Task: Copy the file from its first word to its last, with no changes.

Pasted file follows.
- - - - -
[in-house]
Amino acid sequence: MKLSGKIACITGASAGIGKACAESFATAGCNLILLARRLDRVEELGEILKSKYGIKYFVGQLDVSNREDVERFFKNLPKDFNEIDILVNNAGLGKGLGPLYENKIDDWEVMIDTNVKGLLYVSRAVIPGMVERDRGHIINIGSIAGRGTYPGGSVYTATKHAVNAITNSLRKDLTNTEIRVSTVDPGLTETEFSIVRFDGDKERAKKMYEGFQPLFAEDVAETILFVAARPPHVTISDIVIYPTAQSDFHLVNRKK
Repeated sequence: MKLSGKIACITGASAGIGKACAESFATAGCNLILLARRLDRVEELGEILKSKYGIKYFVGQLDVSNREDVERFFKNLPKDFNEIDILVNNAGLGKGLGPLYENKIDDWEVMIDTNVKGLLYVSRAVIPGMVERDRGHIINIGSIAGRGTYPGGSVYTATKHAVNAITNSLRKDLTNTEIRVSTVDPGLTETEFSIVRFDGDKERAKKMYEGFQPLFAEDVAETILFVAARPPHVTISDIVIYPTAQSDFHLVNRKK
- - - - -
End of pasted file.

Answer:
[in-house]
Amino acid sequence: MKLSGKIACITGASAGIGKACAESFATAGCNLILLARRLDRVEELGEILKSKYGIKYFVGQLDVSNREDVERFFKNLPKDFNEIDILVNNAGLGKGLGPLYENKIDDWEVMIDTNVKGLLYVSRAVIPGMVERDRGHIINIGSIAGRGTYPGGSVYTATKHAVNAITNSLRKDLTNTEIRVSTVDPGLTETEFSIVRFDGDKERAKKMYEGFQPLFAEDVAETILFVAARPPHVTISDIVIYPTAQSDFHLVNRKK
Repeated sequence: MKLSGKIACITGASAGIGKACAESFATAGCNLILLARRLDRVEELGEILKSKYGIKYFVGQLDVSNREDVERFFKNLPKDFNEIDILVNNAGLGKGLGPLYENKIDDWEVMIDTNVKGLLYVSRAVIPGMVERDRGHIINIGSIAGRGTYPGGSVYTATKHAVNAITNSLRKDLTNTEIRVSTVDPGLTETEFSIVRFDGDKERAKKMYEGFQPLFAEDVAETILFVAARPPHVTISDIVIYPTAQSDFHLVNRKK